Sources: Lakers, Nuggets talk Melo
The Lakers and the Denver Nuggets have had preliminary discussions about a blockbuster trade that would send Carmelo Anthony to Los Angeles, according to league sources. The Lakers' package would be built around Andrew Bynum.
Talks are in the preliminary stages, but it appears that another option besides the New York Knicks has materialized for the Nuggets.
"There have been discussions between the two teams," one of the sources said. "The Lakers are definitely an option."
It is believed that the Lakers have not yet made an offer for Anthony but that the two clubs have merely had discussions.
Los Angeles has long viewed Bynum as a building block and potential star, but a series of knee injuries throughout his six-year career has frustrated the Lakers to the point that one source said the club would consider moving him. Bynum missed the first 24 games of this season while recovering from offseason knee surgery and also missed a game last week with a bruised knee.
The Lakers' front office is not in full agreement on dealing Bynum, sources told ESPN The Magazine's Ric Bucher. Jim Buss, son of owner Jerry, was in charge of the franchise when Bynum was drafted with the 10th pick in 2005 and has consistently resisted any attempts to move him, including a deal for free agent-to-be Chris Bosh last season.
A Lakers source told ESPNLosAngeles.com Tuesday that the deal won't happen, and the New York Daily News cited an unnamed source in saying that the Lakers actually shot down a deal with Denver that included Bynum. And a source told ESPNLosAngeles.com that the Lakers have reassured Bynum they aren't looking to trade him.
But another league source has maintained that a potential deal involving Anthony and Bynum is not dead.
Of course, Anthony, who can opt out of his contract after this season, would likely have to agree to sign a three-year, $65 million extension with the Lakers for them to part with Bynum. But Los Angeles is believed to be a city Anthony would be amenable to playing in, as he and his wife, La La Vasquez, bought a home there last summer. Two people close to Anthony said the Nuggets superstar would sign off on a deal that would make him a Laker.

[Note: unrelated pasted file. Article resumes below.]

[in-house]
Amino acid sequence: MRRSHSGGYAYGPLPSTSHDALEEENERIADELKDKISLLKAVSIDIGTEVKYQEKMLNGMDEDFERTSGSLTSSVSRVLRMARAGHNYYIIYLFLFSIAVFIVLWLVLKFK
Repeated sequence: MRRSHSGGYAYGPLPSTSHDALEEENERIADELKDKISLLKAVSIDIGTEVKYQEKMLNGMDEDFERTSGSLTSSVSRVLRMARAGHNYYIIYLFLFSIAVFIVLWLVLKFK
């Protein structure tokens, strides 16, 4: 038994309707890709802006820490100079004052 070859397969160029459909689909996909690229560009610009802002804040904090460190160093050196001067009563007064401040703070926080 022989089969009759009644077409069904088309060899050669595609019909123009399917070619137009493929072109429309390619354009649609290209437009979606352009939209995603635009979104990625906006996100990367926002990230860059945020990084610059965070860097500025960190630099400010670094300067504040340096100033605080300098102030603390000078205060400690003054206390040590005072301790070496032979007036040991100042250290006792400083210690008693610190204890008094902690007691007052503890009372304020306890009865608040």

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The Nuggets have no interest in Lakers forward Ron Artest and sources said they may not insist on getting Odom either. A straight-up trade of Anthony for Bynum meets the financial requirements of the collective bargaining agreement, but more players could be involved since Denver would look to shed as much salary as possible.
The Lakers first contacted the Charlotte Bobcats last week, looking to deal Artest for either Stephen Jackson or Gerald Wallace, sources told Bucher. The Bobcats were initially intrigued because owner Michael Jordan has long appreciated Artest's toughness, but talks ended during the weekend after the Bobcats learned Artest was not excited about playing in Charlotte.
The Nuggets are also engaged in talks with New York about a three-way trade involving the Minnesota Timberwolves. Initial discussions centered around Denver getting Wilson Chandler, with Minnesota sending Corey Brewer and a first-round pick to Denver as well. But Denver wants more than that and has its eye on young Knicks assets Danilo Gallinari and Landry Fields, along with Chandler.